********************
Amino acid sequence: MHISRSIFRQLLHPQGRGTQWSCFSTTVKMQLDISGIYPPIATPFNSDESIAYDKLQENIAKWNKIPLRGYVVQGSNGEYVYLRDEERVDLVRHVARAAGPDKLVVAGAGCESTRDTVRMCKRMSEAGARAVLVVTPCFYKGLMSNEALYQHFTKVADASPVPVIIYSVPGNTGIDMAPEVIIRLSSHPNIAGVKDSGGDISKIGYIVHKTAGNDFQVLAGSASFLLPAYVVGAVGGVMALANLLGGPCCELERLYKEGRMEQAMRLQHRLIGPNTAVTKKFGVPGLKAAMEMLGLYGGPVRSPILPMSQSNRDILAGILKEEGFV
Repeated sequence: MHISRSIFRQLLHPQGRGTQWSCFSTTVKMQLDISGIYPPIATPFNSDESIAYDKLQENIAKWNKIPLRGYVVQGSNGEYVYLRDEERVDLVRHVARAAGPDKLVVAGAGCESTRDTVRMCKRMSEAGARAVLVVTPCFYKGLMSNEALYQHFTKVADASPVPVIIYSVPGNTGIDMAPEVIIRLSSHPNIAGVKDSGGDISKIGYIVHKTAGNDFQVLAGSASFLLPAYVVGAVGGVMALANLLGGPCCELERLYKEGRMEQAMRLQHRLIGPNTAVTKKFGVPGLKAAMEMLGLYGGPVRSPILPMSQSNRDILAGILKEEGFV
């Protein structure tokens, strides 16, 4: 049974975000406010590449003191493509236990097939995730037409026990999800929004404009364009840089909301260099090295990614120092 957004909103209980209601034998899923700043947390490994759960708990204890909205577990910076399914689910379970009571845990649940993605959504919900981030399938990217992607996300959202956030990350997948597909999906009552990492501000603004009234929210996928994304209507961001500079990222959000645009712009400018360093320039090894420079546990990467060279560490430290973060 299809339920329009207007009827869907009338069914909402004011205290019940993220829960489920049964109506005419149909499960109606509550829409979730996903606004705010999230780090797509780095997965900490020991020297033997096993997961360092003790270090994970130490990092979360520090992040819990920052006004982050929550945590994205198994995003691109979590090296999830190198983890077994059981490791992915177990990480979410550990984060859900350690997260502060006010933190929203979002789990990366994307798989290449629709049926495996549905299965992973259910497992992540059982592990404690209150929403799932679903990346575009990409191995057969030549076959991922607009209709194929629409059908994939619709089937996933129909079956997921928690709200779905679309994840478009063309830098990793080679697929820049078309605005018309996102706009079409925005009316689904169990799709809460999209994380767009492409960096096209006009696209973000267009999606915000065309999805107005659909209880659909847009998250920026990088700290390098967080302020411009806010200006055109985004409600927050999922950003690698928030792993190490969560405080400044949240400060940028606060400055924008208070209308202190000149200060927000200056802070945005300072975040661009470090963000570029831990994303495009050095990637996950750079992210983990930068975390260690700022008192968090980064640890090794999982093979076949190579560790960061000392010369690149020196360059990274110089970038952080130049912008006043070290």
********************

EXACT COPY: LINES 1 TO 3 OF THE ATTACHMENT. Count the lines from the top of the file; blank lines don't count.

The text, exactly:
Amino acid sequence: MHISRSIFRQLLHPQGRGTQWSCFSTTVKMQLDISGIYPPIATPFNSDESIAYDKLQENIAKWNKIPLRGYVVQGSNGEYVYLRDEERVDLVRHVARAAGPDKLVVAGAGCESTRDTVRMCKRMSEAGARAVLVVTPCFYKGLMSNEALYQHFTKVADASPVPVIIYSVPGNTGIDMAPEVIIRLSSHPNIAGVKDSGGDISKIGYIVHKTAGNDFQVLAGSASFLLPAYVVGAVGGVMALANLLGGPCCELERLYKEGRMEQAMRLQHRLIGPNTAVTKKFGVPGLKAAMEMLGLYGGPVRSPILPMSQSNRDILAGILKEEGFV
Repeated sequence: MHISRSIFRQLLHPQGRGTQWSCFSTTVKMQLDISGIYPPIATPFNSDESIAYDKLQENIAKWNKIPLRGYVVQGSNGEYVYLRDEERVDLVRHVARAAGPDKLVVAGAGCESTRDTVRMCKRMSEAGARAVLVVTPCFYKGLMSNEALYQHFTKVADASPVPVIIYSVPGNTGIDMAPEVIIRLSSHPNIAGVKDSGGDISKIGYIVHKTAGNDFQVLAGSASFLLPAYVVGAVGGVMALANLLGGPCCELERLYKEGRMEQAMRLQHRLIGPNTAVTKKFGVPGLKAAMEMLGLYGGPVRSPILPMSQSNRDILAGILKEEGFV
């Protein structure tokens, strides 16, 4: 049974975000406010590449003191493509236990097939995730037409026990999800929004404009364009840089909301260099090295990614120092 957004909103209980209601034998899923700043947390490994759960708990204890909205577990910076399914689910379970009571845990649940993605959504919900981030399938990217992607996300959202956030990350997948597909999906009552990492501000603004009234929210996928994304209507961001500079990222959000645009712009400018360093320039090894420079546990990467060279560490430290973060 299809339920329009207007009827869907009338069914909402004011205290019940993220829960489920049964109506005419149909499960109606509550829409979730996903606004705010999230780090797509780095997965900490020991020297033997096993997961360092003790270090994970130490990092979360520090992040819990920052006004982050929550945590994205198994995003691109979590090296999830190198983890077994059981490791992915177990990480979410550990984060859900350690997260502060006010933190929203979002789990990366994307798989290449629709049926495996549905299965992973259910497992992540059982592990404690209150929403799932679903990346575009990409191995057969030549076959991922607009209709194929629409059908994939619709089937996933129909079956997921928690709200779905679309994840478009063309830098990793080679697929820049078309605005018309996102706009079409925005009316689904169990799709809460999209994380767009492409960096096209006009696209973000267009999606915000065309999805107005659909209880659909847009998250920026990088700290390098967080302020411009806010200006055109985004409600927050999922950003690698928030792993190490969560405080400044949240400060940028606060400055924008208070209308202190000149200060927000200056802070945005300072975040661009470090963000570029831990994303495009050095990637996950750079992210983990930068975390260690700022008192968090980064640890090794999982093979076949190579560790960061000392010369690149020196360059990274110089970038952080130049912008006043070290």